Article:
One example of a practical application of Cauchy’s formula for complex variables is in solving an integral from the equation of motion for a planet with an elliptical orbit, which leads to the famous result of Kepler’s Third Law of Planetary Motion. A completely different use of complex numbers arises in the research field of computational nanoelectronics. Analyzing electron transmission through nanoscale structures routinely includes considering information revealed by the imaginary part of the complex variable associated with the energy of the electrons. The following statement is from an article on currents circulating around a benzene ring molecular structure.

The positions of the transmission zeros and poles in the complex energy plane, and their possible interference or even complete cancellation of each other, are shown to correlate with the amplitude and resonance structure of the circular transmission resonances.5

What Does All This Have to Do with Intelligent Design? 

I think that the discovery of the almost unbelievably practical applications of complex number theory — derived from the bold intellectual extension of real numbers into the two-dimensional realm — is so “wonderfully mysterious” that it seems more consistent with a buried treasure we were intended to find than a prodigious bit of unexpected luck encountered by accidental beings in a happenstance universe.

For centuries, mathematicians discounted the “imaginary” solutions of equations involving the square roots of negative numbers. But when these nonsensical outcomes of mathematical manipulations were tentatively embraced and explored, they revealed a hidden usefulness without which our quantitative formulations of reality would be severely curtailed. If the extension of our familiar one-dimensional number line to a two-dimensional complex number plane proved fruitful, who’s to say that a further extension of numbers to encompass a complete three-dimensional volume might not disclose further unimaginable treasures?6


  1. Paul J. Nahin, An Imaginary Tale: The Story of √(-1), (Princeton University Press, 1998), 5-6.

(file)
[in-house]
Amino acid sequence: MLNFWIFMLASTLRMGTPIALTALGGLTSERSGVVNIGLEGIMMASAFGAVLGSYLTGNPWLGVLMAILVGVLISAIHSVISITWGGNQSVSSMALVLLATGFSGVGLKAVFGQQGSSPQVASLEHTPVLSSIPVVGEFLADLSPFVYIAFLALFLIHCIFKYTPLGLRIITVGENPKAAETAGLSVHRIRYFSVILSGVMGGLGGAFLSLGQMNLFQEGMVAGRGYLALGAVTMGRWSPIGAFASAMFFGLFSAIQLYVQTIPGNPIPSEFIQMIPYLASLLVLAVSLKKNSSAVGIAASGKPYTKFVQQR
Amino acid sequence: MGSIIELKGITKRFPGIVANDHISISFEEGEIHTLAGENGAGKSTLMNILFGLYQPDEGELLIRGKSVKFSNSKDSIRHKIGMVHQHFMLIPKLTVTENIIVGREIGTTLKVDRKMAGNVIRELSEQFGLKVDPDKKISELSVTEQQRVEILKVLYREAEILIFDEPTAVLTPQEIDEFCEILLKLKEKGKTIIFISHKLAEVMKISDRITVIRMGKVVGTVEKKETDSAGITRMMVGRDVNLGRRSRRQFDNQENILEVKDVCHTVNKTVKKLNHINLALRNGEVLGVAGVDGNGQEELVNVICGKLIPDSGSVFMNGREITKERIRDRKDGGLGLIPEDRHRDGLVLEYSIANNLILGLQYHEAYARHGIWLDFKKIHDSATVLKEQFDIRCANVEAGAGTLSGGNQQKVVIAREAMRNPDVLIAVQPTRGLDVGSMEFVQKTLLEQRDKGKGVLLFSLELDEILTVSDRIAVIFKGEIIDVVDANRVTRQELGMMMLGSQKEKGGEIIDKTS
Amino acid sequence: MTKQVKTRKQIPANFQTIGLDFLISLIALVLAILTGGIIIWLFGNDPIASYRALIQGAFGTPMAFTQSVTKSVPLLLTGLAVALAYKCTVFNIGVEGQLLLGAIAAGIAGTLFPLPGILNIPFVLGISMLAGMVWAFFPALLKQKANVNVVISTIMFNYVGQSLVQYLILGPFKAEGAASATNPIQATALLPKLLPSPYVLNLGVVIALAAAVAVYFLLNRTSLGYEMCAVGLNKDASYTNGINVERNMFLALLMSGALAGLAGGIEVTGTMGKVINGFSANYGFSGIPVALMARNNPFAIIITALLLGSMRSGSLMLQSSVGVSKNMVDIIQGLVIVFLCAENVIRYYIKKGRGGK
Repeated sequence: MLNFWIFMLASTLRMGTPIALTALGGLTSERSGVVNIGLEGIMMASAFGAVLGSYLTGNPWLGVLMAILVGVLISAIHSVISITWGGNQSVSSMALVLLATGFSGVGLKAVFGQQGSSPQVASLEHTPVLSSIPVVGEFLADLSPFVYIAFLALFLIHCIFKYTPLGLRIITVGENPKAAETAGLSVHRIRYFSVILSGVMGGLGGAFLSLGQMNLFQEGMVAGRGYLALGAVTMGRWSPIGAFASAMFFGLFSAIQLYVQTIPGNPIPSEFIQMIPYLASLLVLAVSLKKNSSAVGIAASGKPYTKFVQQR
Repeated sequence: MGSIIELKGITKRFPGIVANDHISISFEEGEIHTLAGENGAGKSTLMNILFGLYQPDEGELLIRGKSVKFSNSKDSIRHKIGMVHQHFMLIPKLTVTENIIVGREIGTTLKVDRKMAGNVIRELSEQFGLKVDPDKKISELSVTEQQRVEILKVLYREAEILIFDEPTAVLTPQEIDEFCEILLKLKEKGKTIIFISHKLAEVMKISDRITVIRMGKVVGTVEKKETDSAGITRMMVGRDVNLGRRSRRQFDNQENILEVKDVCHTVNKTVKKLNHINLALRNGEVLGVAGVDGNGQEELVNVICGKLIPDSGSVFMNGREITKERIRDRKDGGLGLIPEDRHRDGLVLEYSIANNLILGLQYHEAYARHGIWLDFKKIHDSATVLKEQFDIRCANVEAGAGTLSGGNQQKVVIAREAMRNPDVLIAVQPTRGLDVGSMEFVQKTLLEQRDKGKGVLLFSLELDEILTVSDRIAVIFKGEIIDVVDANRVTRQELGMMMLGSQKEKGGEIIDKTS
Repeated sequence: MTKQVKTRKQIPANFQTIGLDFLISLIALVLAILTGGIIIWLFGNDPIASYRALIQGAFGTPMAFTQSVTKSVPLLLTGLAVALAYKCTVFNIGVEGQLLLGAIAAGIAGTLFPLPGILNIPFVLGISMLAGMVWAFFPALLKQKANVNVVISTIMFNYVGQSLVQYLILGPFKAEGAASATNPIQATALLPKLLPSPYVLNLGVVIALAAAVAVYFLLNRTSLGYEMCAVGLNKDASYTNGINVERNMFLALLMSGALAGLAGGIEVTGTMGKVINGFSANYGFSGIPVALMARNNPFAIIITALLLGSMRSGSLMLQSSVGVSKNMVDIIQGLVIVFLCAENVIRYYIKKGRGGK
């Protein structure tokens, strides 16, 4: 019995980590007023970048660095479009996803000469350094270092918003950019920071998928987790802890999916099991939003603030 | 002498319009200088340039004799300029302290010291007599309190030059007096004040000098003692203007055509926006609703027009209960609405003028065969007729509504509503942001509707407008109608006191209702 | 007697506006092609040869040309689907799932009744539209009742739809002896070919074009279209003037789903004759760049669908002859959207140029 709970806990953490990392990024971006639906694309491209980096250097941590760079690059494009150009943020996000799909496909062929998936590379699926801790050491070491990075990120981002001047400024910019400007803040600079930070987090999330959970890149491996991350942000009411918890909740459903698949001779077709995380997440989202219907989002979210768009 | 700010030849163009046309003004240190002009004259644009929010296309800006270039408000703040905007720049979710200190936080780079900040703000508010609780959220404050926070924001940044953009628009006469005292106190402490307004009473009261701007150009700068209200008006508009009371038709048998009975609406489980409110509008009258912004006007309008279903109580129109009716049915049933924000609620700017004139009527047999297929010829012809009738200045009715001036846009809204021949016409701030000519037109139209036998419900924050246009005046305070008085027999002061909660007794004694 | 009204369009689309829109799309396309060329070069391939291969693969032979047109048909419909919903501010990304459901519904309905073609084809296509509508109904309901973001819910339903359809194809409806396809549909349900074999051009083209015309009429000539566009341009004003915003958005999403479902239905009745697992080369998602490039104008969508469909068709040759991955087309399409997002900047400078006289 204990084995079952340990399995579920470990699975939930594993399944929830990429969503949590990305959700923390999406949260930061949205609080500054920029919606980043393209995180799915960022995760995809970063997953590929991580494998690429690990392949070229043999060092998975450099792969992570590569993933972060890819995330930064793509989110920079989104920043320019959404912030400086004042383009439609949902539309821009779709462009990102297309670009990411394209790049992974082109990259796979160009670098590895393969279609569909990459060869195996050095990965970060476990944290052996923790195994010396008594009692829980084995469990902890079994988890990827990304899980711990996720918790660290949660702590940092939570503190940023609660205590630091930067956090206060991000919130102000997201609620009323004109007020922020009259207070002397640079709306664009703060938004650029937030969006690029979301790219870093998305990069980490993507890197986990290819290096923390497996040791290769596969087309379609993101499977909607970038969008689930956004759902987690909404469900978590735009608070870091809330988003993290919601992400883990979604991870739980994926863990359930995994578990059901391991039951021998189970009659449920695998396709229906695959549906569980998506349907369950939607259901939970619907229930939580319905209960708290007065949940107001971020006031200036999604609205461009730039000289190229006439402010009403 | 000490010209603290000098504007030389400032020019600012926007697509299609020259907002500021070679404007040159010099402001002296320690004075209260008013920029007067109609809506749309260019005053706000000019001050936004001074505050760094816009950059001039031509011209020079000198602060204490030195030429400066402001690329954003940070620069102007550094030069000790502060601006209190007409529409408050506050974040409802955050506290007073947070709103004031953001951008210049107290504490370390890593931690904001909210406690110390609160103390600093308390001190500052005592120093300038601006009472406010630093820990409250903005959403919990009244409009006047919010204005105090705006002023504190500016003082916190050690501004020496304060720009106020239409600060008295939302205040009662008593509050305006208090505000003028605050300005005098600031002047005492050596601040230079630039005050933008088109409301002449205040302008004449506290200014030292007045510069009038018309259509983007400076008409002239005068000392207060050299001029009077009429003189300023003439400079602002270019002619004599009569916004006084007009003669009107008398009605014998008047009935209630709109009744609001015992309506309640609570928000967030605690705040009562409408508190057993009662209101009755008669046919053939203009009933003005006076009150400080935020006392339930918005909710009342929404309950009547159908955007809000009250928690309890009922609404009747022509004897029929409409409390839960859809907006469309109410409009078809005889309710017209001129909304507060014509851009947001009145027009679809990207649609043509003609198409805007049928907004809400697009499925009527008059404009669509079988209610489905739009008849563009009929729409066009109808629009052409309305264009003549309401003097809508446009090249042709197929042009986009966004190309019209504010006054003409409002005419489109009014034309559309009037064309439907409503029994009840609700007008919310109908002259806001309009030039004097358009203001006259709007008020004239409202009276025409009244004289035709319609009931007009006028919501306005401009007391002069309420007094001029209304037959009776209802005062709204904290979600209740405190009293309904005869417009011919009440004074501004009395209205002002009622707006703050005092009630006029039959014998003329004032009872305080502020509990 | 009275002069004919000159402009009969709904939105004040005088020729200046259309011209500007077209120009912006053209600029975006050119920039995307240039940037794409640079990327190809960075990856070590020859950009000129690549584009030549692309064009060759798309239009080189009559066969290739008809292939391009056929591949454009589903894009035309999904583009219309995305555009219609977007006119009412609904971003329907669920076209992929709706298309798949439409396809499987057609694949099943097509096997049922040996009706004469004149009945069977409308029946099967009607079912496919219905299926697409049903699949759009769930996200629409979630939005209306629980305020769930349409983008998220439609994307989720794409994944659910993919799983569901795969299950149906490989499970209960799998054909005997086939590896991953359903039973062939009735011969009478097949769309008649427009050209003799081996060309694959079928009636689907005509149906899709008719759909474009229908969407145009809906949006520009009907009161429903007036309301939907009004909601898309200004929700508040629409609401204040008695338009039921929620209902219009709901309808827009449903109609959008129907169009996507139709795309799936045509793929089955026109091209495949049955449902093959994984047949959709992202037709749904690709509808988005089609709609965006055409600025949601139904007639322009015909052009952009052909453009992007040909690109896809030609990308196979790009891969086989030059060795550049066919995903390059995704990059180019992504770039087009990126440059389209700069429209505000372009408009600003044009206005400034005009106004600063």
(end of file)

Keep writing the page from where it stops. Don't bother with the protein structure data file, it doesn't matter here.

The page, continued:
2. Mary L. Boas, Mathematical Methods in the Physical Sciences, 3rd ed. (Hoboken, NJ: John Wiley & Sons, Inc., 2006), 47.
  3. Boas, Mathematical Methods in the Physical Sciences, (2006), 6.
  4. Nahin, An Imaginary Tale, (1998), 188.
  5. Eric R. Hedin, Arkady M. Satanin, and Yong S. Joe, “Circular transmission resonances and magnetic field effects in a ring of quantum dots connected to external leads in the meta-configuration,” Jnl. of Computational Electronics, June 2019, Volume 18, Issue 2, pp 648–659. DOI 10.1007/s10825-018-01291-2.
  6. A speculation on what a 3-dimensional number might correspond to is suggested by the mathematical impossibility of the square root of a negative number, which led to the two-dimensional plane of complex numbers. Another mathematical “impossibility” is the problematic case of division by zero, giving infinity. Perhaps the three-dimensional space above and below the complex number plane is populated by quantities (call them complete numbers) that correspond to complex numbers divided by zero. This hint is not without basis, as complex numbers that lead to infinities in real quantities (such as the transmission amplitude) have turned out to have practical significance (signifying the energy width of the transmission resonance). Furthermore, Cauchy’s formula, referred to above, actually exploits the existence of points in the complex plane that lead to infinites.